Automotive department’s old home to be flattened

By Jonathan Swartz, @JP_Swartz

After serving the College of Applied Sciences and Arts for more than 45 years, nearly a dozen decommissioned SIU buildings in Carterville are scheduled for demolition this year.

Several of the buildings on the original 1960s campus have already been destroyed. The remaining structures, comprising the former home of the automotive program, will come down by August, said Phil Gatton, director of Plant and Service Operations.

He said the buildings, located just south of Route 13 and west of Route 148, are in various stages of demolition, asbestos removal and clearance of debris.

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Two separate contractors are involved in the process—general contractor Fager-McGee, of Murphysboro, and asbestos contractor General Waste, of Alton.

The entire project will cost about $1.6 million, Gatton said. Student fees will not pay for these processes.

The money for abatement and destruction is provided by the Illinois Capital Development Board, said Kevin Bame, vice chancellor for administrative finance. The board oversees construction management for the state’s properties.

The only building that will stand after demolition will be the Coal Research Center, said Mike Behrmann, chairman of Applied Sciences and Arts’ automotive program.  

He said the center is housed in the first permanent structure built on the Carterville campus, where research will continue.

Behrmann said most of the buildings on the Carterville campus are temporary structures. He said they greatly outlived their life expectancy and projected usefulness.

The buildings were erected as temporary military structures in 1938 and 1939, Behrmann said. The base was decommissioned after World War II, and the university acquired the land and structures for its Vocational Technical Institute, which later became the College of Applied Sciences and Arts.

“With soldiers coming back from the war, the university saw a need to provide training to allow people to get jobs,” Behrmann said. “So the university started providing associate degrees.”

Training included everything from electronics, to automotive technology and construction, Behrmann said.

Behrmannn said some fields of study were moved to the Carbondale campus or transferred to John A. Logan College, but the automotive program grew and thrived in the structures.

He said the buildings’ dilapidated condition contributed to the growth of a disciplined culture among all involved in the automotive program.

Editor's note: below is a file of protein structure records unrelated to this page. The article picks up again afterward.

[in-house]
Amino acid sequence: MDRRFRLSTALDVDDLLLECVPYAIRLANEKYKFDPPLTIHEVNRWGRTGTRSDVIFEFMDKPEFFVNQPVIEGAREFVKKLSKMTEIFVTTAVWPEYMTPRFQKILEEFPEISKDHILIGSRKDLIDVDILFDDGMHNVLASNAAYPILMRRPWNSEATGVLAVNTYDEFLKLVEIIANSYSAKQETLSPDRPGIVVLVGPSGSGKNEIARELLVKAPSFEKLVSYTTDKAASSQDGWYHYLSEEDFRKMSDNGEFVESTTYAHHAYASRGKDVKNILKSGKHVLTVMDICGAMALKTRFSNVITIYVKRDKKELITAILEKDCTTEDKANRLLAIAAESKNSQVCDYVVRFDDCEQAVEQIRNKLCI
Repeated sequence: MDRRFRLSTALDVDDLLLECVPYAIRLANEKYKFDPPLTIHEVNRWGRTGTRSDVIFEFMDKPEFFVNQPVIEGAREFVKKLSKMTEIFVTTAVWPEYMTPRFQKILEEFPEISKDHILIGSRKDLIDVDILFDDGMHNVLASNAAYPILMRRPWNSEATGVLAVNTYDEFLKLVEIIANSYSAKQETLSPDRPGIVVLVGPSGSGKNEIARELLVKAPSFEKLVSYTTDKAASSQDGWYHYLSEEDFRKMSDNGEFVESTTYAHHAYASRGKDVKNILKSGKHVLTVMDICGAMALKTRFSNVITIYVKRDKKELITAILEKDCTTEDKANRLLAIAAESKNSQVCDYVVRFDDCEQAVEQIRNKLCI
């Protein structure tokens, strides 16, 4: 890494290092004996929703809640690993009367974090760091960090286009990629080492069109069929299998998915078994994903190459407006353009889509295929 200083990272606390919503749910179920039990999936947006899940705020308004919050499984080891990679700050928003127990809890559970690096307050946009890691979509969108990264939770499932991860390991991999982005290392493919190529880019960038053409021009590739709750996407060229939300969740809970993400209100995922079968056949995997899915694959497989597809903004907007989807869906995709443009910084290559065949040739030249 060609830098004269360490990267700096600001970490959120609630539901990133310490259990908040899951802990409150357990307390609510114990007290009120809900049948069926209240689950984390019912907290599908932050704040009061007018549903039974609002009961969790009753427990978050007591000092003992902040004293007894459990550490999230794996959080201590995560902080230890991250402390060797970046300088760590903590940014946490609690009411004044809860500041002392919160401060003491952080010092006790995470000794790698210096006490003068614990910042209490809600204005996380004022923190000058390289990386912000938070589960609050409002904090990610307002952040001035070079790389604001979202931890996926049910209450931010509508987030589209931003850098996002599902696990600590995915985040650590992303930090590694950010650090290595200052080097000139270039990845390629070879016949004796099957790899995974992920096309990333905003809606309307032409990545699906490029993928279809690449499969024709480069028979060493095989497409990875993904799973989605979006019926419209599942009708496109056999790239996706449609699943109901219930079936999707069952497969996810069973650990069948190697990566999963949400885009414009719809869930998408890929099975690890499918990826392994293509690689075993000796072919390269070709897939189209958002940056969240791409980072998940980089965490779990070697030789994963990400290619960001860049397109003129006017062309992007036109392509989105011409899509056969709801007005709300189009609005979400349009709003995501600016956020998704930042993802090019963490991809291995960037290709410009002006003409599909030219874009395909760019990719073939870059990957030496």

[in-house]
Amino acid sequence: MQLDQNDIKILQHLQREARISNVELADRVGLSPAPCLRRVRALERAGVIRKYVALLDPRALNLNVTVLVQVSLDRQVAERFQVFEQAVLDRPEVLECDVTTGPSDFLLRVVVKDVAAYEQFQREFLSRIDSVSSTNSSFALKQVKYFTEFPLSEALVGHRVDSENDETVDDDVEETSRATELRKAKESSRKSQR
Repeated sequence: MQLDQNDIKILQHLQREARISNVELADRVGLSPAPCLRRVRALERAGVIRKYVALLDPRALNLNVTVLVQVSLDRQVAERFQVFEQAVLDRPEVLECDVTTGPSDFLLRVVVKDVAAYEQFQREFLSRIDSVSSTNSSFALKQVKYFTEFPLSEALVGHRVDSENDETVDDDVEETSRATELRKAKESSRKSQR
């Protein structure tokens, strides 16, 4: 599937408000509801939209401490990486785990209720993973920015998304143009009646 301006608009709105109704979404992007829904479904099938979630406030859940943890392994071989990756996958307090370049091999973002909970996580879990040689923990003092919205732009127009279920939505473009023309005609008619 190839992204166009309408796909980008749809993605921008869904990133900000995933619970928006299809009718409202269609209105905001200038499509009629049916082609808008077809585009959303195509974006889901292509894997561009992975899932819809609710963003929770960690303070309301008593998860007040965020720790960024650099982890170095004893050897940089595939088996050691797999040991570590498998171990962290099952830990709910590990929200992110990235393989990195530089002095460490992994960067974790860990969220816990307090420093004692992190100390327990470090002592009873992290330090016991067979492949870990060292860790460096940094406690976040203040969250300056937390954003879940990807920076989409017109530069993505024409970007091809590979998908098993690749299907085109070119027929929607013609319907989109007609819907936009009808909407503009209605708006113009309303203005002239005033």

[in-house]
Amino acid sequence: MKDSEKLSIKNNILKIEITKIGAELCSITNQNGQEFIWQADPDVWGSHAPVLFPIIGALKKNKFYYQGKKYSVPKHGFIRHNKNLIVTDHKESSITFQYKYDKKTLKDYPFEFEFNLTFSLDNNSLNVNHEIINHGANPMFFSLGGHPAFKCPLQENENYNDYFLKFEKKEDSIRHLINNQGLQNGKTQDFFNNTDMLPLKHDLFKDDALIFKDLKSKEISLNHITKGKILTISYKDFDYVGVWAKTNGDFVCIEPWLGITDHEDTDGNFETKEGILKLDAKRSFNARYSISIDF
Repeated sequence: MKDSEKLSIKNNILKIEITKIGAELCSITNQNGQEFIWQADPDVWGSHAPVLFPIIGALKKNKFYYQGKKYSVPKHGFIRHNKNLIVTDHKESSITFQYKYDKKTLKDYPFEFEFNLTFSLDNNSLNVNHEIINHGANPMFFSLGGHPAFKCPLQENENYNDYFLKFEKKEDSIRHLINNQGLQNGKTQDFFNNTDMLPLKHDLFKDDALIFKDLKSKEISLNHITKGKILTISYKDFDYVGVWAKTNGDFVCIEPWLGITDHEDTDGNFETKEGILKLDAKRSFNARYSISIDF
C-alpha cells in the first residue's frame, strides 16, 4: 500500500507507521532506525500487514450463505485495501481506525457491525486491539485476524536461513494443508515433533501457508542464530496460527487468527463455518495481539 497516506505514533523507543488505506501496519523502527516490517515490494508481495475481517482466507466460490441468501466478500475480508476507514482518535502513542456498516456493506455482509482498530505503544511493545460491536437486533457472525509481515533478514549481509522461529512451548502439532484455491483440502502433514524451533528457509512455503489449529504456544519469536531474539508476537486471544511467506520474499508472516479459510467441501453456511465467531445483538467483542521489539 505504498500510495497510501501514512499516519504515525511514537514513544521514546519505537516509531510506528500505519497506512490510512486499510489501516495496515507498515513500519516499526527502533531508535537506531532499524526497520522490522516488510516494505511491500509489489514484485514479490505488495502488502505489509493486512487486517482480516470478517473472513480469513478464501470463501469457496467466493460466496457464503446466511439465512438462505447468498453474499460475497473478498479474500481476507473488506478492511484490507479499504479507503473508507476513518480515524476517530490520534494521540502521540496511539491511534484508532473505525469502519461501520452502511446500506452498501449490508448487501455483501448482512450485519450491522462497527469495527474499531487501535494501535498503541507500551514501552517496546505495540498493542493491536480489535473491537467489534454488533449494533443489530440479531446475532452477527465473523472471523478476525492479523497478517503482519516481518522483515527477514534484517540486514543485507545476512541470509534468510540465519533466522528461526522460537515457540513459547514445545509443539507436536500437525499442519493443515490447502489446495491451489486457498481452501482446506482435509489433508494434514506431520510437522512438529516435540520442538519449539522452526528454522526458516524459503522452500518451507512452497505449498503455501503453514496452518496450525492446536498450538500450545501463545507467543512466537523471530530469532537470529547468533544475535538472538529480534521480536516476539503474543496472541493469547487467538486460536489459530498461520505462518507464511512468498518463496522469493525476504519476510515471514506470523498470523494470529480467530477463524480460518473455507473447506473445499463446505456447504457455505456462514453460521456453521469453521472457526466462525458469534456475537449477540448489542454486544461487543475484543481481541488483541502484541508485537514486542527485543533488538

“We learned to survive, learned to work hard, learned to have everybody pulling together,” Behrmann said. “The students, the faculty, the staff had to pull together because we were all dependent upon working together to achieve our goals.”

Behrmann said this mentality is still passed on to younger students despite the automotive program’s new facilities at the Transportation Education Center at Southern Illinois Airport.

Although the program’s square footage was cut by a third when it moved to the transportation center, the quality of the new facilities creates a unique learning experience for automotive students, said Andy Ju An Wang, dean of the College of Applied Sciences and Arts.

Wang said the new building also gives prospective students and potential donors visual evidence of the program’s prestige.

The only visual evidence on the Carterville campus was negative—aging buildings not built to survive the 20th century.  

Behrmann said when the old buildings were in use, potential students were asked to look past the conditions of the temporary buildings and focus on the quality of instruction students received.

Looking past structural shortcomings would require ignoring the buildings’ lack of insulation, sagging floors and intruding wildlife, Behrmann said.

Conditions were so bad repairs have been kept to a minimum in recent years, Gatton said. Other than occasional roof and air conditioning repairs and alterations made to maintain American Disability Act standards, as little money as possible has been put into maintenance of the Carterville campus, he said.

“Every time we put money in there, we were very cautious about recognizing that they were considered to be temporary structures,” Gatton said.

He said the site will be cleared for further development, but plans for the land are not clear.

Jonathan Swartz can be reached at [email protected]

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